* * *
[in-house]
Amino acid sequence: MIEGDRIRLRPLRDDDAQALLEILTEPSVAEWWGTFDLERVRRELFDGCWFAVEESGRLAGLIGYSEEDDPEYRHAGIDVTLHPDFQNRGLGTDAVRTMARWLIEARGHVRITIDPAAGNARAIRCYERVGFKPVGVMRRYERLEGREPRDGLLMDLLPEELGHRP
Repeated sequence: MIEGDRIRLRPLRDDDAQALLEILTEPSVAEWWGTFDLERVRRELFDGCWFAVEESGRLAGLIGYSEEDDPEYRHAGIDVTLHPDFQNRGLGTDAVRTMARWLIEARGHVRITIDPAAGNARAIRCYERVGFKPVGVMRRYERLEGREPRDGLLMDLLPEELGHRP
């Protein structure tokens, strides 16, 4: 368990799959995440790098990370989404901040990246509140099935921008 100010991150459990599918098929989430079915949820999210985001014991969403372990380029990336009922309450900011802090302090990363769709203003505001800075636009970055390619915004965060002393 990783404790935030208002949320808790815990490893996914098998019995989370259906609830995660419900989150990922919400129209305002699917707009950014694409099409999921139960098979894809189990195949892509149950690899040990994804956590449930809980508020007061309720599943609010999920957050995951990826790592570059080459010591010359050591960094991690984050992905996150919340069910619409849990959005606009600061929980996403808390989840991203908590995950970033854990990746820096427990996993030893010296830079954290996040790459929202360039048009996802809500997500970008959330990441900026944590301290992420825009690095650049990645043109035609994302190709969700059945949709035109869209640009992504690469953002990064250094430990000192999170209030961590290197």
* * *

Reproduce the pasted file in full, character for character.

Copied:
[in-house]
Amino acid sequence: MIEGDRIRLRPLRDDDAQALLEILTEPSVAEWWGTFDLERVRRELFDGCWFAVEESGRLAGLIGYSEEDDPEYRHAGIDVTLHPDFQNRGLGTDAVRTMARWLIEARGHVRITIDPAAGNARAIRCYERVGFKPVGVMRRYERLEGREPRDGLLMDLLPEELGHRP
Repeated sequence: MIEGDRIRLRPLRDDDAQALLEILTEPSVAEWWGTFDLERVRRELFDGCWFAVEESGRLAGLIGYSEEDDPEYRHAGIDVTLHPDFQNRGLGTDAVRTMARWLIEARGHVRITIDPAAGNARAIRCYERVGFKPVGVMRRYERLEGREPRDGLLMDLLPEELGHRP
């Protein structure tokens, strides 16, 4: 368990799959995440790098990370989404901040990246509140099935921008 100010991150459990599918098929989430079915949820999210985001014991969403372990380029990336009922309450900011802090302090990363769709203003505001800075636009970055390619915004965060002393 990783404790935030208002949320808790815990490893996914098998019995989370259906609830995660419900989150990922919400129209305002699917707009950014694409099409999921139960098979894809189990195949892509149950690899040990994804956590449930809980508020007061309720599943609010999920957050995951990826790592570059080459010591010359050591960094991690984050992905996150919340069910619409849990959005606009600061929980996403808390989840991203908590995950970033854990990746820096427990996993030893010296830079954290996040790459929202360039048009996802809500997500970008959330990441900026944590301290992420825009690095650049990645043109035609994302190709969700059945949709035109869209640009992504690469953002990064250094430990000192999170209030961590290197």